In the personal finance world, there’s a lot of discussion regarding “side hustles”, also known as extra income opportunities, side jobs, survival jobs, etc.
You can only cut back on your expenses so much, but your earning potential is practically unlimited. There’s always an opportunity to make more money which is why many take on side hustles as a way of maximizing that opportunity.
Side hustles can range from babysitting to web designing to freelance writing to soap making- basically anything you can charge for can become a side hustle. As a professional actress, I’ve had to become a side hustling pro to sustain me through periods of un- and underemployment. Through my personal experience I’ve learned that side hustles, just like anything else, are prone to good times and bad times. Anyone looking to maximize their extra earnings should consider these factors when approaching their own hustle.
The Best Times To Side Hustle…
In the Last Minute.
Nothing gives you the upper hand in a negotiation quite like your services being desperately needed, as soon as possible. Leaving yourself open to side hustle opportunities that pop up at any time, particularly in the last minute, may not always be convenient but can pay off big time. Not only are you in a position to negotiate a better rate, but you can specify any additional terms you may find beneficial– certain hours, breaks, rush fees, etc.
Holidays and Occasions.
I was once asked to babysit for a New Years Eve party. I didn’t get to spend midnight at a bar or kissing someone special, but about an hour later, I walked away with $300 in my pocket. If you’re willing to give up some of your regular traditions or even a few weekend nights, you can charge that side hustle time at a premium.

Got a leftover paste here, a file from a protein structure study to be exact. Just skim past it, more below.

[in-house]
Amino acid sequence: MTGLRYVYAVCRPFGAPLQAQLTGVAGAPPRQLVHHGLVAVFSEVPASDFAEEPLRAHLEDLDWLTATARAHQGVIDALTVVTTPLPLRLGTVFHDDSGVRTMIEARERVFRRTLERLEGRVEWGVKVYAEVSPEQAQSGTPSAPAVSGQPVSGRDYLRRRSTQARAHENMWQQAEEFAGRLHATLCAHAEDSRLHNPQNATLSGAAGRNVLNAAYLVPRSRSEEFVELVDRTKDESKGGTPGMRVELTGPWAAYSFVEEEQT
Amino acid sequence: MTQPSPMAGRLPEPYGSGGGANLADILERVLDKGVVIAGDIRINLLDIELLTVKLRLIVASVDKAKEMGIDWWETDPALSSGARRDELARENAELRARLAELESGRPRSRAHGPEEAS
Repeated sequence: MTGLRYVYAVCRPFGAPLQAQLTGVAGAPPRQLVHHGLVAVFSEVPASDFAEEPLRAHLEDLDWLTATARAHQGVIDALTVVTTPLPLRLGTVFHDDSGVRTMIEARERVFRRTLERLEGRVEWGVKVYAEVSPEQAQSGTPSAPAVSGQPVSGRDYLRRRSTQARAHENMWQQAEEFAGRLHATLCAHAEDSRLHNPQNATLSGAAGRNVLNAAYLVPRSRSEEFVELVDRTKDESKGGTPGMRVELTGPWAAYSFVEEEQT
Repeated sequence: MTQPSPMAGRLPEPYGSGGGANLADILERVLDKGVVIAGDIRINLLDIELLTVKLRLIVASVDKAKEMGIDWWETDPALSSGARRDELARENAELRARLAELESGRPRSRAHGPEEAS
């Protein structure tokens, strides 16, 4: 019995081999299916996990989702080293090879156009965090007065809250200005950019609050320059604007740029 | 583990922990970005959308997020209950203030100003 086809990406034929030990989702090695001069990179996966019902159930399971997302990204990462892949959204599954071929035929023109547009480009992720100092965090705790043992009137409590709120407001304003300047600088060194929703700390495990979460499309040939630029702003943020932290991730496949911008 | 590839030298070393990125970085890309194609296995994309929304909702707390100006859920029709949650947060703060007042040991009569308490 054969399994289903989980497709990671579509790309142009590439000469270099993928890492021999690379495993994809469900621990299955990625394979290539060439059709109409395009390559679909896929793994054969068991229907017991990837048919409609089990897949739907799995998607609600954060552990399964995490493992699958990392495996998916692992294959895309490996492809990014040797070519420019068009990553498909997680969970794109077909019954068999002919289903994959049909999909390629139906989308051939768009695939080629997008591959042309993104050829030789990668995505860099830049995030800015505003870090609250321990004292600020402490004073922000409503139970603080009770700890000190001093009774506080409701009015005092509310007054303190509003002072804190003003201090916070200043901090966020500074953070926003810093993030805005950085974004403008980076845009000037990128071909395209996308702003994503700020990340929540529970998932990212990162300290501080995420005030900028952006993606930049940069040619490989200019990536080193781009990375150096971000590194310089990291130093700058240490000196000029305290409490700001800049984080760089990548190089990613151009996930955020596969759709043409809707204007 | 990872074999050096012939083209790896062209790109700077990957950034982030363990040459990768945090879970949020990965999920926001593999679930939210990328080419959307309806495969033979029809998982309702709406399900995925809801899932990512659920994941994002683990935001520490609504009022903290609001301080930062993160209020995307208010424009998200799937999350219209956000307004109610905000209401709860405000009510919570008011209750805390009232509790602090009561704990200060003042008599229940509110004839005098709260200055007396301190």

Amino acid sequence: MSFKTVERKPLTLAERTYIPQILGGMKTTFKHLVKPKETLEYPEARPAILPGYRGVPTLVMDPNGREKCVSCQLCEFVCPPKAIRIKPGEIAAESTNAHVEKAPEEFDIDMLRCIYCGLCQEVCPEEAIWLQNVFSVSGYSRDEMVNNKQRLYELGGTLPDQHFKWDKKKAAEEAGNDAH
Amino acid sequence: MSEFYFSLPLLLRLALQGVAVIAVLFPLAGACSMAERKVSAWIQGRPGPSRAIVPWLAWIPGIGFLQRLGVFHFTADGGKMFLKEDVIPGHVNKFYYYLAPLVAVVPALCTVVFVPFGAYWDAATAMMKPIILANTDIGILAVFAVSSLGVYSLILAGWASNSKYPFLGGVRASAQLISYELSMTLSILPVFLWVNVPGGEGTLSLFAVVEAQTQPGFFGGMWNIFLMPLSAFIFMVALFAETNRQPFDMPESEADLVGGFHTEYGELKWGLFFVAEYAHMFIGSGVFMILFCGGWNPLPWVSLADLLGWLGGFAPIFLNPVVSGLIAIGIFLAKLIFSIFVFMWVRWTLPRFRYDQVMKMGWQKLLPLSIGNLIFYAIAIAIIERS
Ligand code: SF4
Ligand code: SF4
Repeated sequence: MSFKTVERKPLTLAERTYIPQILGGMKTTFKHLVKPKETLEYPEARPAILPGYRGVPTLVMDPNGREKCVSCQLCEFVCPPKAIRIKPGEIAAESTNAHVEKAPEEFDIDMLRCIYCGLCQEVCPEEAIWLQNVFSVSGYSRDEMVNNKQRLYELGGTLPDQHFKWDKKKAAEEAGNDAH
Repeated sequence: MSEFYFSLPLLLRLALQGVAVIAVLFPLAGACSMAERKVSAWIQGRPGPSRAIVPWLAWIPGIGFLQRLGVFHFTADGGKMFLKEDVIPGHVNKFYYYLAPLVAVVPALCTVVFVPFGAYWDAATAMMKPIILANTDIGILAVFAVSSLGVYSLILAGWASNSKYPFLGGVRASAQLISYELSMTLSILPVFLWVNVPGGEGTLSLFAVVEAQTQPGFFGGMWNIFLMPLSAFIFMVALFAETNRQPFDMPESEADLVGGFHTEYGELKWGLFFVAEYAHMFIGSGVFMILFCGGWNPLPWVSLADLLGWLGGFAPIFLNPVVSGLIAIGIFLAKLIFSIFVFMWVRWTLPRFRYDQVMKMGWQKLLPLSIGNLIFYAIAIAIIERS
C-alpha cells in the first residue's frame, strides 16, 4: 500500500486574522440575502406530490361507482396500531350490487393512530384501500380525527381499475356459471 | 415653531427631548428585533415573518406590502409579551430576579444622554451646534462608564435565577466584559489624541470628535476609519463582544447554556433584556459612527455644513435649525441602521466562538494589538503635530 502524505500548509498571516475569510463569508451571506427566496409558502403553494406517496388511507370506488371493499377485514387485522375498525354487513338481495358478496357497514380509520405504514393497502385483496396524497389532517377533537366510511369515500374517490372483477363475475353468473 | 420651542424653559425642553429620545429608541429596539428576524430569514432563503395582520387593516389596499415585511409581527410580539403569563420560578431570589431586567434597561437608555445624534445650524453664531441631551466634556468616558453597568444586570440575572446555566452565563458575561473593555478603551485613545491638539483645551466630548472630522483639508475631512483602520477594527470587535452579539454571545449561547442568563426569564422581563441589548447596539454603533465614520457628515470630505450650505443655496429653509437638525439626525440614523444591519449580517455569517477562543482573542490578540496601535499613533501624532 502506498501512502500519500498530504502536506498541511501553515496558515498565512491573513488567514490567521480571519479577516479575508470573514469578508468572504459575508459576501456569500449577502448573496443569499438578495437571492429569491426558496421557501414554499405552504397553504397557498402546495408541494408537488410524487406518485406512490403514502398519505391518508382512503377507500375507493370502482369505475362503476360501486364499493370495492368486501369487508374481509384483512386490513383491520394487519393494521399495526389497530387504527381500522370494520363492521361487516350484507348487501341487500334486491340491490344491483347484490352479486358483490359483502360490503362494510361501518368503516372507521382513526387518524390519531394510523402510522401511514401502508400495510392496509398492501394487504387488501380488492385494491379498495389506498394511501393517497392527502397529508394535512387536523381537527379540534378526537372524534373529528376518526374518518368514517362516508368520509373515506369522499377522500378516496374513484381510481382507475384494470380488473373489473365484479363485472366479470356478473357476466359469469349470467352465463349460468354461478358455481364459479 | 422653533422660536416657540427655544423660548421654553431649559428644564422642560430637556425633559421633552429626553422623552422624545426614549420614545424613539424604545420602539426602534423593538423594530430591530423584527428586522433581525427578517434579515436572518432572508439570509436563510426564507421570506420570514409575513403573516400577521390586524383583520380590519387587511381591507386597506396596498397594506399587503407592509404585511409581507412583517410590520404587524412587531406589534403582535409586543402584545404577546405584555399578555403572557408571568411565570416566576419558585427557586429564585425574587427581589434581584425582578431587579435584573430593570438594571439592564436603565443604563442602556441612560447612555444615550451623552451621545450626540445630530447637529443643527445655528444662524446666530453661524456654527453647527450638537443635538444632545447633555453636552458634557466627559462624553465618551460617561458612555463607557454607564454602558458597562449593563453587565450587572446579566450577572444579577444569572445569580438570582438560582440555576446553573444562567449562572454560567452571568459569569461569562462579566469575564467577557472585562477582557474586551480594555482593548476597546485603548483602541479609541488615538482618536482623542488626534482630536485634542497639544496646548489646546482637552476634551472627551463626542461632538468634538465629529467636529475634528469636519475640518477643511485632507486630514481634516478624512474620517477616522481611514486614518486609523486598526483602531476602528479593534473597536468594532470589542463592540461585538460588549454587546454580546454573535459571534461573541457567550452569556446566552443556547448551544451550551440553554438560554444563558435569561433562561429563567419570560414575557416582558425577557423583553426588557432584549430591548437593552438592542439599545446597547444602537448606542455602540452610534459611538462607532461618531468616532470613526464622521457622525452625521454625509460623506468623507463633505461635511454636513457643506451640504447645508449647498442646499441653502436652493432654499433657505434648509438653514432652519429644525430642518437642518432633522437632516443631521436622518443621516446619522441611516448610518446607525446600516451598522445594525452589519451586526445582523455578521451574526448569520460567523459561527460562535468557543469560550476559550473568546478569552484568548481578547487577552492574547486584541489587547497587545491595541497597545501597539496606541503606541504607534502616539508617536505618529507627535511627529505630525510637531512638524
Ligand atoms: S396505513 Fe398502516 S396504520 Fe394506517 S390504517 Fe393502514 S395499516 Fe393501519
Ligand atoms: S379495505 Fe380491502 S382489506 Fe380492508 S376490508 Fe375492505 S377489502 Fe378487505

The Worst Times to Side Hustle…
In a Time Crunch.
If your side hustle involves some kind of preparation and/or travel for you to get there and provide your service, it may not be worth your time if you’re not guaranteed a certain amount of hours or amount of work. For instance, if you were asked to babysit for two hours, but you had to commute an hour each way, would it be worth four hours of your time for only two hours of pay? (Tip: If you side hustle hourly, consider setting a minimum with your employer that makes your travel time and expenses worthwhile. That way, even if you only wind up working an hour or two, you’re still guaranteed your full minimum)
When Your Unemployed.
Oddly enough, side hustling when you’re unemployed doesn’t always make financial sense. If you take on part time work while collecting unemployment you have to report it and give up a quarter of your weekly unemployment pay for each day of part time work, no matter how few hours or how little the earnings. For example, if I make $400 a week on unemployment and I was offered a babysitting gig for one day that week, I would have to make at least $100 in that day of babysitting; otherwise I’d be operating at a loss. Yes, it seems counterintuitive to disincentivize people from working, but unfortunately, that’s the way the system is currently set up.
When You’re Exhausted.
Working a full time job in addition to cultivating a side hustle, along with everything else you do (working out, cultivating hobbies, raising a family, etc), is A LOT. Sometimes a break and time to do nothing is more valuable than constantly filling your time with more work- even if it means less money. Nothing is more important than your health- physically, mentally, and emotionally; don’t stretch yourself so thin that you jeopardize any of those.
What are your best side hustle timing tips? What has worked to your advantage? What hasn’t?